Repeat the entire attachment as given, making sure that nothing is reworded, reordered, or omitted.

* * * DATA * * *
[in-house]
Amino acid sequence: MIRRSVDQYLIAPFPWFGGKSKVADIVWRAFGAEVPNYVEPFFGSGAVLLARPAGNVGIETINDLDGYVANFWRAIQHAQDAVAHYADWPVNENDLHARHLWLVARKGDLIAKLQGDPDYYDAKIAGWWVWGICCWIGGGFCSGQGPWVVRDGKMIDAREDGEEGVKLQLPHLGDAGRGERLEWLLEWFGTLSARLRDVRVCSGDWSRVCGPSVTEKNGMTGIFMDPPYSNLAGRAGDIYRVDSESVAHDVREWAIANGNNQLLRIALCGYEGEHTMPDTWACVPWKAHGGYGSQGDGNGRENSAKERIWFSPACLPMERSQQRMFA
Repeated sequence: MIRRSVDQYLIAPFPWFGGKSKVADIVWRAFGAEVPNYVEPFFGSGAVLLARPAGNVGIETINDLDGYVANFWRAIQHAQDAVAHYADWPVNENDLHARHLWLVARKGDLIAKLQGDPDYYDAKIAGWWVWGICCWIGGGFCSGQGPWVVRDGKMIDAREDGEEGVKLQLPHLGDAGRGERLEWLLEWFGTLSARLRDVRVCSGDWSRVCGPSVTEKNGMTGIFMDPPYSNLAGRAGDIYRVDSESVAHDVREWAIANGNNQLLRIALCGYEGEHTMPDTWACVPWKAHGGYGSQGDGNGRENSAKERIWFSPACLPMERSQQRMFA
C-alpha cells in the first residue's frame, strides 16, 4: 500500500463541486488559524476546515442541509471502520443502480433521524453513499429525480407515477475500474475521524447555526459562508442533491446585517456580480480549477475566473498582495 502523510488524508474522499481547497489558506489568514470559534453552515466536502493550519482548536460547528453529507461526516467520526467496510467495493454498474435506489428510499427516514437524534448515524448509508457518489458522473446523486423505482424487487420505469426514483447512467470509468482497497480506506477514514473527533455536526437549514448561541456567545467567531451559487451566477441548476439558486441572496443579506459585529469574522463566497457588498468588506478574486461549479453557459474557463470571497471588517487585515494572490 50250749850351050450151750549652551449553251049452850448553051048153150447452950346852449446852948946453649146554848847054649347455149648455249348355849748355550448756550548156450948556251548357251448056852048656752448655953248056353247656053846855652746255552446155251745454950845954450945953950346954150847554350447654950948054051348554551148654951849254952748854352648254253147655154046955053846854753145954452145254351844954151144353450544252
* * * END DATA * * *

[in-house]
Amino acid sequence: MIRRSVDQYLIAPFPWFGGKSKVADIVWRAFGAEVPNYVEPFFGSGAVLLARPAGNVGIETINDLDGYVANFWRAIQHAQDAVAHYADWPVNENDLHARHLWLVARKGDLIAKLQGDPDYYDAKIAGWWVWGICCWIGGGFCSGQGPWVVRDGKMIDAREDGEEGVKLQLPHLGDAGRGERLEWLLEWFGTLSARLRDVRVCSGDWSRVCGPSVTEKNGMTGIFMDPPYSNLAGRAGDIYRVDSESVAHDVREWAIANGNNQLLRIALCGYEGEHTMPDTWACVPWKAHGGYGSQGDGNGRENSAKERIWFSPACLPMERSQQRMFA
Repeated sequence: MIRRSVDQYLIAPFPWFGGKSKVADIVWRAFGAEVPNYVEPFFGSGAVLLARPAGNVGIETINDLDGYVANFWRAIQHAQDAVAHYADWPVNENDLHARHLWLVARKGDLIAKLQGDPDYYDAKIAGWWVWGICCWIGGGFCSGQGPWVVRDGKMIDAREDGEEGVKLQLPHLGDAGRGERLEWLLEWFGTLSARLRDVRVCSGDWSRVCGPSVTEKNGMTGIFMDPPYSNLAGRAGDIYRVDSESVAHDVREWAIANGNNQLLRIALCGYEGEHTMPDTWACVPWKAHGGYGSQGDGNGRENSAKERIWFSPACLPMERSQQRMFA
C-alpha cells in the first residue's frame, strides 16, 4: 500500500463541486488559524476546515442541509471502520443502480433521524453513499429525480407515477475500474475521524447555526459562508442533491446585517456580480480549477475566473498582495 502523510488524508474522499481547497489558506489568514470559534453552515466536502493550519482548536460547528453529507461526516467520526467496510467495493454498474435506489428510499427516514437524534448515524448509508457518489458522473446523486423505482424487487420505469426514483447512467470509468482497497480506506477514514473527533455536526437549514448561541456567545467567531451559487451566477441548476439558486441572496443579506459585529469574522463566497457588498468588506478574486461549479453557459474557463470571497471588517487585515494572490 50250749850351050450151750549652551449553251049452850448553051048153150447452950346852449446852948946453649146554848847054649347455149648455249348355849748355550448756550548156450948556251548357251448056852048656752448655953248056353247656053846855652746255552446155251745454950845954450945953950346954150847554350447654950948054051348554551148654951849254952748854352648254253147655154046955053846854753145954452145254351844954151144353450544252